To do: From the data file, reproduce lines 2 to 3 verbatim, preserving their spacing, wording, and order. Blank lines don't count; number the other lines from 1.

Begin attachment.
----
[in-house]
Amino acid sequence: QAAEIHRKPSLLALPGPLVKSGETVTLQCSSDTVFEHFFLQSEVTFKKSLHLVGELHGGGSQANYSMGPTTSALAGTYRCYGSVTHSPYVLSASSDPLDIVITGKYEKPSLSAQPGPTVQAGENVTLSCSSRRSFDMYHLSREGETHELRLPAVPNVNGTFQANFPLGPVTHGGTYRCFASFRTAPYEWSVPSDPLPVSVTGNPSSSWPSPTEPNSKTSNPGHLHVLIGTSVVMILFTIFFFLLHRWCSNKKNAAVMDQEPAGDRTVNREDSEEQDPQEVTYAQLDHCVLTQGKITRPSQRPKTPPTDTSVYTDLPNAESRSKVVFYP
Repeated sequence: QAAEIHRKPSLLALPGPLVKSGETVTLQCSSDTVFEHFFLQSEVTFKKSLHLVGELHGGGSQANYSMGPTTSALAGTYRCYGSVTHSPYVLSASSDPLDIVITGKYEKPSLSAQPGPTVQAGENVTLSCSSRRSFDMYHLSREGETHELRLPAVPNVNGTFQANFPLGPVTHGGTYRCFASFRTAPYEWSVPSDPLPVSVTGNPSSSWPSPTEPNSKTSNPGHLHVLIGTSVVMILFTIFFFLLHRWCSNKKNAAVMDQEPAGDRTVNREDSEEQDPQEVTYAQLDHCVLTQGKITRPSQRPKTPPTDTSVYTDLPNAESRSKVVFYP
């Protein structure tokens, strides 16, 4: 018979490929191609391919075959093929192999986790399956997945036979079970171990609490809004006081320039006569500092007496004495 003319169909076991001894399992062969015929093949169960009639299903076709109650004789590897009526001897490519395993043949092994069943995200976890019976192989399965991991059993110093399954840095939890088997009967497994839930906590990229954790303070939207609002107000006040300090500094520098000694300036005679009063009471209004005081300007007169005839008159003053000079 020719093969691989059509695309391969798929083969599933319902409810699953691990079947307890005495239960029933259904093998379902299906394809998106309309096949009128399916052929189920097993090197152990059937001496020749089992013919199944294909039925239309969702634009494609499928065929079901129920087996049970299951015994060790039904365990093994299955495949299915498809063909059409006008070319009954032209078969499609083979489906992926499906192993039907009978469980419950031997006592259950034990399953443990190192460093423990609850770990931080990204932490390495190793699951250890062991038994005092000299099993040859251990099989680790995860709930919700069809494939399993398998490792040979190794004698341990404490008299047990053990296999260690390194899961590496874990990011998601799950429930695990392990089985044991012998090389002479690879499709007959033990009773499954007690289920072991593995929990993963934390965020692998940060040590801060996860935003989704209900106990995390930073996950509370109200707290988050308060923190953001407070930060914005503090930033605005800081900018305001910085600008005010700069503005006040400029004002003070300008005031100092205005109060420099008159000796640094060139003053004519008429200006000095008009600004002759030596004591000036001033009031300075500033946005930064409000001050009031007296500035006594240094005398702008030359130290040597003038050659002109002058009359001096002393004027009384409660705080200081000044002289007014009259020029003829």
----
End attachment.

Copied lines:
Amino acid sequence: QAAEIHRKPSLLALPGPLVKSGETVTLQCSSDTVFEHFFLQSEVTFKKSLHLVGELHGGGSQANYSMGPTTSALAGTYRCYGSVTHSPYVLSASSDPLDIVITGKYEKPSLSAQPGPTVQAGENVTLSCSSRRSFDMYHLSREGETHELRLPAVPNVNGTFQANFPLGPVTHGGTYRCFASFRTAPYEWSVPSDPLPVSVTGNPSSSWPSPTEPNSKTSNPGHLHVLIGTSVVMILFTIFFFLLHRWCSNKKNAAVMDQEPAGDRTVNREDSEEQDPQEVTYAQLDHCVLTQGKITRPSQRPKTPPTDTSVYTDLPNAESRSKVVFYP
Repeated sequence: QAAEIHRKPSLLALPGPLVKSGETVTLQCSSDTVFEHFFLQSEVTFKKSLHLVGELHGGGSQANYSMGPTTSALAGTYRCYGSVTHSPYVLSASSDPLDIVITGKYEKPSLSAQPGPTVQAGENVTLSCSSRRSFDMYHLSREGETHELRLPAVPNVNGTFQANFPLGPVTHGGTYRCFASFRTAPYEWSVPSDPLPVSVTGNPSSSWPSPTEPNSKTSNPGHLHVLIGTSVVMILFTIFFFLLHRWCSNKKNAAVMDQEPAGDRTVNREDSEEQDPQEVTYAQLDHCVLTQGKITRPSQRPKTPPTDTSVYTDLPNAESRSKVVFYP